A leading opponent of the Keystone XL oil pipeline doesn’t think much of the alternative route TransCanada has submitted to the Nebraska Department of Environmental Quality.
TransCanada spokesman Grady Semmens says the proposed new route for Keystone XL [PDF map of Keystone XL route] not only avoids the Sand Hills, but other environmentally sensitive areas.
“And we believe is a very good route that can be built safely and reliably and with very minimal impact to all the natural resources along the way,” Semmens tells Nebraska Radio Network.
Not so, asserts Jane Kleeb with Bold Nebraska, the leading Keystone opponent, who dismisses TransCanada claims that the new route will have little environmental impact.
“You know, they’re trying to, from our perspective, play a little bit of games here, to try to pretend that they are changing the route in significant ways when they’re really just doing tinkering around the edges,” Kleeb says in an interview with Nebraska Radio Network.
Kleeb doesn’t see much of a change when she observes the new route, charging that the alternative route still crosses sandy soil, posing environmental hazards to Nebraska. Though Kleeb concedes that it would be difficult to avoid the Ogallala Aquifer altogether, she says the fact that the pipeline will run through a portion of the aquifer threatens the state’s vast water supply.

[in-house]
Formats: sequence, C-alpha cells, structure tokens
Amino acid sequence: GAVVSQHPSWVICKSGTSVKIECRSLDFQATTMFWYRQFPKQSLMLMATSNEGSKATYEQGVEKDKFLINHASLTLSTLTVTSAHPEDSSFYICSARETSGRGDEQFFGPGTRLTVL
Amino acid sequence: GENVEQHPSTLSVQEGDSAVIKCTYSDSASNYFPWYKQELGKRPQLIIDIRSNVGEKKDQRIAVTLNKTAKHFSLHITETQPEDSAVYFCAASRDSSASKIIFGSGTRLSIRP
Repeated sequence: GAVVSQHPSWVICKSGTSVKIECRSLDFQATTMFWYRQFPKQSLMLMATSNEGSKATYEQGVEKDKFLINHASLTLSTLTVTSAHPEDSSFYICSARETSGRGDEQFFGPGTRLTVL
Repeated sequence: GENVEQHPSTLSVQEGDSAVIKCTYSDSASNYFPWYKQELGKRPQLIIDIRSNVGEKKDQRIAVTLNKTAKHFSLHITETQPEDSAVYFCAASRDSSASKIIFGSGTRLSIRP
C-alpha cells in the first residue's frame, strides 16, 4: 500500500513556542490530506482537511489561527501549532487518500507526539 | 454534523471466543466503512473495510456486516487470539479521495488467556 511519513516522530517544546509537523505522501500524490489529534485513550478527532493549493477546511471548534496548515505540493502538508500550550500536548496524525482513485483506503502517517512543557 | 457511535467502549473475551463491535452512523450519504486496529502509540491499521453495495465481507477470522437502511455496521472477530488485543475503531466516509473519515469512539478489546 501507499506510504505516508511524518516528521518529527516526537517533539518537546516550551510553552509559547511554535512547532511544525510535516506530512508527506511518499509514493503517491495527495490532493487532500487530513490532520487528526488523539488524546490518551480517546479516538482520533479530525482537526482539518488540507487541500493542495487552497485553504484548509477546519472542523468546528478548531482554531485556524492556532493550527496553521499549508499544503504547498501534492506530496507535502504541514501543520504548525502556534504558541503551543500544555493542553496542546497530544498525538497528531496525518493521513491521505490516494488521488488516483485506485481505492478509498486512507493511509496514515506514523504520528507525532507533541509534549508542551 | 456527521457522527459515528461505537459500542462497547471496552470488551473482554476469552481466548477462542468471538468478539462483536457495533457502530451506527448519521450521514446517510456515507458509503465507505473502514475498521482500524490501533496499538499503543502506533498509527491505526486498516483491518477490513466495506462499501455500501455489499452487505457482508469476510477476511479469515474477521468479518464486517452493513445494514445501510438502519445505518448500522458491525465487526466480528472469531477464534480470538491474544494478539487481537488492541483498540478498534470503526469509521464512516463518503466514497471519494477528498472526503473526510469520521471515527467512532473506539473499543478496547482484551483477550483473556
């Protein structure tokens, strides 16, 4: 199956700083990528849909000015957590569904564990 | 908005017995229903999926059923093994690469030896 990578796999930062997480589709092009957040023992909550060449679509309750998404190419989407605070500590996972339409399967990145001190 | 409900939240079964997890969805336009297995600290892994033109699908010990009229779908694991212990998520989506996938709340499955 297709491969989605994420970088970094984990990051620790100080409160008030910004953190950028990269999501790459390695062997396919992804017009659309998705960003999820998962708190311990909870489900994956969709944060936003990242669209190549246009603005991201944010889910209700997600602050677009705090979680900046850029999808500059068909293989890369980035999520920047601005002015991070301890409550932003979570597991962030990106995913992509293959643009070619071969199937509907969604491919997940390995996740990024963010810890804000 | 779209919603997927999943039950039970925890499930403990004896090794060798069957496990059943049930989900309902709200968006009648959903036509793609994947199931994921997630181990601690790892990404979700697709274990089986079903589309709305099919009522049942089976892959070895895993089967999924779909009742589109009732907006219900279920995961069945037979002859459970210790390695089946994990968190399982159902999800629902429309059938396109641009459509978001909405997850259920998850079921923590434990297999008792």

Bold Nebraska stands opposed not just to Keystone XL. It stands opposed to the raw material that will be used to make the crude proposed to travel from western Canada 1,700 miles to refineries along the Gulf Coast in Texas. Bold Nebraska and other environmental groups contend using tar sands to produce crude oil is inherently hazardous to the environment.
Kleeb says Bold Nebraska will be contacting property owners affected by the proposed new route, informing them of their rights and the eminent domain process.
AUDIO: Brent Martin reports [:45]
AUDIO: Brent Martin interviews Jane Kleeb of Bold Nebraska about the alternative Keystone XL pipeline [4:10]